By Vittorio Arrigoni in Gaza
Translated from Il Manifesto
To view original article, published by Il Manifesto on the 29th December, click here
6:05 PM, Marna house, Gaza city
An acrid smell of sulphur fills the air while the sky is shaken by earth-shattering rumbles. My ears are now deaf to the explosions while my eyes are all out of tears from all the corpses. I stand in front of Al Shifa hospital, Gaza’s main hospital, and we’ve just received Israel’s terrible threat that they intend to bomb its under construction wing. This would be nothing new, as Wea’m hospital was bombed just yesterday, along with a medicine warehouse in Rafah, the Islamic university, which was also destroyed, along with various mosques scattered along the Strip. Not to mention many CIVILIAN structures.
Apparently, they can no longer find “sensible” targets, the air force and the navy is killing time targeting places of worship, schools and hospitals. It’s another 9/11 every single hour, every minute around here, and tomorrow is always a new day of mourning, always identical to the previous one. You notice the helicopters and airplanes constantly overhead, you see a flash, but you’re already a goner and it’s too late to take flight. There are no bunkers against the bombs in the Strip and no place is really safe. I can’t contact my friends in Rafah, not even those who live North of Gaza City, hopefully because the phone lines are overloaded. Hopefully. I haven’t slept in 60 hours, and same goes for every Gazan.
Yesterday three other ISM members and I spent the entire night at the al Awda hospital in the Jabalia refugee camp. We were there because we were fearing the much dreaded ground raid that never happened. But the Israeli tanks are posted all along the Strip’s border, and their corpse-hungry creaks will apparently form a funeral march tonight. Around 11:30 PM a bomb fell about 800 metres from the hospital, the shock wave blow several windows apart, injuring the injured. An ambulance arrived, then they blew up a mosque, thankfully empty at that time. Unfortunately, though it actually has nothing to do with bad luck but with the criminal and terroristic will to massacre civilians, the Israeli bomb has also struck the building adjacent to the mosque, which was also destroyed. We watched as the tiny bodies of six little sisters were pulled out of the rubble – five are dead, one is in life-threatening conditions. They laid the little girls out on the blackened asphalt, and they looked like broken dolls, disposed of as they were no longer usable.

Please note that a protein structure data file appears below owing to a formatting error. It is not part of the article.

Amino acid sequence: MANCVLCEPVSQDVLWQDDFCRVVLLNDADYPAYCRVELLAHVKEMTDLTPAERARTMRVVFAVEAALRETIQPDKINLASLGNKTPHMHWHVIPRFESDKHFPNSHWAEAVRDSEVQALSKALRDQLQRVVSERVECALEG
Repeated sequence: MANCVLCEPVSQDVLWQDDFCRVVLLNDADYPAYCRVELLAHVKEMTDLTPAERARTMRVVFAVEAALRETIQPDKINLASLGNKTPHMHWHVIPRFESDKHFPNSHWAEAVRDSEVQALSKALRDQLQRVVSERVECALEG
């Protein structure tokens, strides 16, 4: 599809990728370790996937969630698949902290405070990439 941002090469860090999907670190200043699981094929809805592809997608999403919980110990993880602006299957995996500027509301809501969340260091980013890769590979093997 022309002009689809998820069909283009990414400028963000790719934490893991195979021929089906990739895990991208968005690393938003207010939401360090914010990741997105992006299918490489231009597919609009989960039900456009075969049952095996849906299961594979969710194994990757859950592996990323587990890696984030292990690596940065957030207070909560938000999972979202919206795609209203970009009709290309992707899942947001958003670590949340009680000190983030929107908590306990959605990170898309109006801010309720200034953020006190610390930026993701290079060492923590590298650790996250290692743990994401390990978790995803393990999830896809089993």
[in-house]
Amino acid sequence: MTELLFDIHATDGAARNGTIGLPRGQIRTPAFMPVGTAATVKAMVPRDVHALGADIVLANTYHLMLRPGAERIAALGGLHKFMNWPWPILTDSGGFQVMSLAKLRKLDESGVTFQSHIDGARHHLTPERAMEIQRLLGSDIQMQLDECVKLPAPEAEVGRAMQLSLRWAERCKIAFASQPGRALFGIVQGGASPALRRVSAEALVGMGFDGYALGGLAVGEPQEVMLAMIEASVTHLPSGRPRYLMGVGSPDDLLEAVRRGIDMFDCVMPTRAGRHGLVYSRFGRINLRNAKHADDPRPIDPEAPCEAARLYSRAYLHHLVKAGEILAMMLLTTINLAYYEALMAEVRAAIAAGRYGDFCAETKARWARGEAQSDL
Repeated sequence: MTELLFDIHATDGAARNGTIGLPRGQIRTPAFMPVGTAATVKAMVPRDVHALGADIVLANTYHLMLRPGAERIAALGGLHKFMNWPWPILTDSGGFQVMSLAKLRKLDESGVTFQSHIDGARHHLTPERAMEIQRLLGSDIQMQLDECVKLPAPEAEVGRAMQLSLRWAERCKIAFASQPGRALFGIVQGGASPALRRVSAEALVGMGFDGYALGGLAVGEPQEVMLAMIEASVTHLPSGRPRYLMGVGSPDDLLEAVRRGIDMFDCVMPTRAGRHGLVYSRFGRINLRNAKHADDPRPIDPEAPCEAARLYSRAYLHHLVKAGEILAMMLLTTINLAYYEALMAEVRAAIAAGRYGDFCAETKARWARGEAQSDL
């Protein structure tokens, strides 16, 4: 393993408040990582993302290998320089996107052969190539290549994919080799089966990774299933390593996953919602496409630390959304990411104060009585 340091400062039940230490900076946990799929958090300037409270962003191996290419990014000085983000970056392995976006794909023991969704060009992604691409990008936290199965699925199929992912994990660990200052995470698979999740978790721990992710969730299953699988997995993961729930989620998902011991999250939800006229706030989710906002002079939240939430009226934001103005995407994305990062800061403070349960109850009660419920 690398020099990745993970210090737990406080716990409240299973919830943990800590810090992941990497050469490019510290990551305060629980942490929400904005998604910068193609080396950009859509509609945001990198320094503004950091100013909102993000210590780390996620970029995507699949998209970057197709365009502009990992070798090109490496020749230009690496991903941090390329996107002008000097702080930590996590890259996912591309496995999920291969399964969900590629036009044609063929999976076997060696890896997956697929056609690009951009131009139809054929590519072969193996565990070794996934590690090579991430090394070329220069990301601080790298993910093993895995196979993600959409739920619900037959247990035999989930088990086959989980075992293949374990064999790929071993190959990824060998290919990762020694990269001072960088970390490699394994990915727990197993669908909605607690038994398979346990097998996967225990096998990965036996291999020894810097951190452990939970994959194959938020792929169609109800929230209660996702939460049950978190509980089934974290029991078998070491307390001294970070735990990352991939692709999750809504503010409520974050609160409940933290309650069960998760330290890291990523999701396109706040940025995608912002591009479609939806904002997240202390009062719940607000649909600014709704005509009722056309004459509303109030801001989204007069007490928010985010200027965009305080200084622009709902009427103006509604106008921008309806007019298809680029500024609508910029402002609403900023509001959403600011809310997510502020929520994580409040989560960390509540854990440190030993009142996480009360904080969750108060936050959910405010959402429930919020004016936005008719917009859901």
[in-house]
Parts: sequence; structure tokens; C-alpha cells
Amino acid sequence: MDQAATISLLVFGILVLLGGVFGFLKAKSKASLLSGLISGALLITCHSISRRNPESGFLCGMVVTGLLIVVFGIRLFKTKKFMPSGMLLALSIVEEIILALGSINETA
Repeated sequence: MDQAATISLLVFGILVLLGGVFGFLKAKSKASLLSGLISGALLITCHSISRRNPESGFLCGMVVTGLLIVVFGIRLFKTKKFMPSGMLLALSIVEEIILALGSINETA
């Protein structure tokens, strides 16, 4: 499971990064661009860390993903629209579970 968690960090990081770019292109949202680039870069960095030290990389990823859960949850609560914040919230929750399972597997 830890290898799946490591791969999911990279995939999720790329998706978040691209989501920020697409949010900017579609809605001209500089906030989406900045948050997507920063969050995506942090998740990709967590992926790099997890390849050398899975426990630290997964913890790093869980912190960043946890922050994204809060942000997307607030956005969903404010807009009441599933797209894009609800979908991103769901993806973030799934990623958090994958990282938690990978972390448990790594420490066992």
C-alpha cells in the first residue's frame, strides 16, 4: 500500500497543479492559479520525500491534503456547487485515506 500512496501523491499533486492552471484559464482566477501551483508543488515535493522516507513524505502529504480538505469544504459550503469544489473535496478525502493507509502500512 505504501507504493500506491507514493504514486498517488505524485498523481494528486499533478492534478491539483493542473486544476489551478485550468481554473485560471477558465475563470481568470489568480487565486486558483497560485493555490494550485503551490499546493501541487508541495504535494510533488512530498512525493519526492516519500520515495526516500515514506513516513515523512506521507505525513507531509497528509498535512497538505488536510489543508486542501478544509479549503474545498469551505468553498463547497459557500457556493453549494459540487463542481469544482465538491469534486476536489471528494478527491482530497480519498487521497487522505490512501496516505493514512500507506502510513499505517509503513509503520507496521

This wasn’t a mistake, but a voluntary, and cynical horror. We’re at a toll of 320 dead, more than a thousand wounded and, according to a doctor at Shifa, 60% of these are destined to die in the next few hours or days, after a prolonged agony.There are many missing, and for the last two days despairing wives have been searching for their husbands or children in hospitals, often to no avail.
The morgue is a macabre spectacle. A nurse told me that after hours of searching, a Palestinian woman recognised her husband from his amputated hand. All that’s left of her husband, and the wedding band on her finger from the eternal love they had sworn one another. Out of a house inhabited by two families, very little has remained of their bodies. They showed their relatives half of one bust and three legs.
Right now, one of our Free Gaza Movement boats is leaving the port in Larnaca, Cyprus. I spoke to my friends on board. They’ve heroically amassed medicine and steeped it everywhere in the boat. It should reach the port of Gaza tomorrow around 8:00 AM. Here’s to hoping that the port will still exist after another night of endless bombing. I’ll be in touch with them for the entire night. Please, someone stop this nightmare.
Choosing to remain silent means somehow lending support to the genocide unfolding right now. Shout out your indignation, in every capital of the “civilised” world, in every city, in every square, covering our own screams of pain and terror. A slice of humanity is dying in pitiful in a useless listening.